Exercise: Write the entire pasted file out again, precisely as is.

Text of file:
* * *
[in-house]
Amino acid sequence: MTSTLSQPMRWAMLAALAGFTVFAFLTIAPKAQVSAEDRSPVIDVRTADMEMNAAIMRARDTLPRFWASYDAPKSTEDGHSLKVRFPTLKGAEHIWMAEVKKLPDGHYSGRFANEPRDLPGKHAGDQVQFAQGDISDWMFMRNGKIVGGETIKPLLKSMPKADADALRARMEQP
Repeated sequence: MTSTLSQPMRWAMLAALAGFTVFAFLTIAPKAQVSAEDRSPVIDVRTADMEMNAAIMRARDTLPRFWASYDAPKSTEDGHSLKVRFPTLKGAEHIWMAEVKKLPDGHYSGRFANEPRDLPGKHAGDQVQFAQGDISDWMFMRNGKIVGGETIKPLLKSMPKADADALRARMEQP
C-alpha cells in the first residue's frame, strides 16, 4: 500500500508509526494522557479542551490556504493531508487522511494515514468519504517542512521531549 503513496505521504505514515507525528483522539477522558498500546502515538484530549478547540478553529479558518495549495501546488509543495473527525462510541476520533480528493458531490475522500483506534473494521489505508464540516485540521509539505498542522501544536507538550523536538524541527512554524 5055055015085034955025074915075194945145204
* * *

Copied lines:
[in-house]
Amino acid sequence: MTSTLSQPMRWAMLAALAGFTVFAFLTIAPKAQVSAEDRSPVIDVRTADMEMNAAIMRARDTLPRFWASYDAPKSTEDGHSLKVRFPTLKGAEHIWMAEVKKLPDGHYSGRFANEPRDLPGKHAGDQVQFAQGDISDWMFMRNGKIVGGETIKPLLKSMPKADADALRARMEQP
Repeated sequence: MTSTLSQPMRWAMLAALAGFTVFAFLTIAPKAQVSAEDRSPVIDVRTADMEMNAAIMRARDTLPRFWASYDAPKSTEDGHSLKVRFPTLKGAEHIWMAEVKKLPDGHYSGRFANEPRDLPGKHAGDQVQFAQGDISDWMFMRNGKIVGGETIKPLLKSMPKADADALRARMEQP
C-alpha cells in the first residue's frame, strides 16, 4: 500500500508509526494522557479542551490556504493531508487522511494515514468519504517542512521531549 503513496505521504505514515507525528483522539477522558498500546502515538484530549478547540478553529479558518495549495501546488509543495473527525462510541476520533480528493458531490475522500483506534473494521489505508464540516485540521509539505498542522501544536507538550523536538524541527512554524 5055055015085034955025074915075194945145204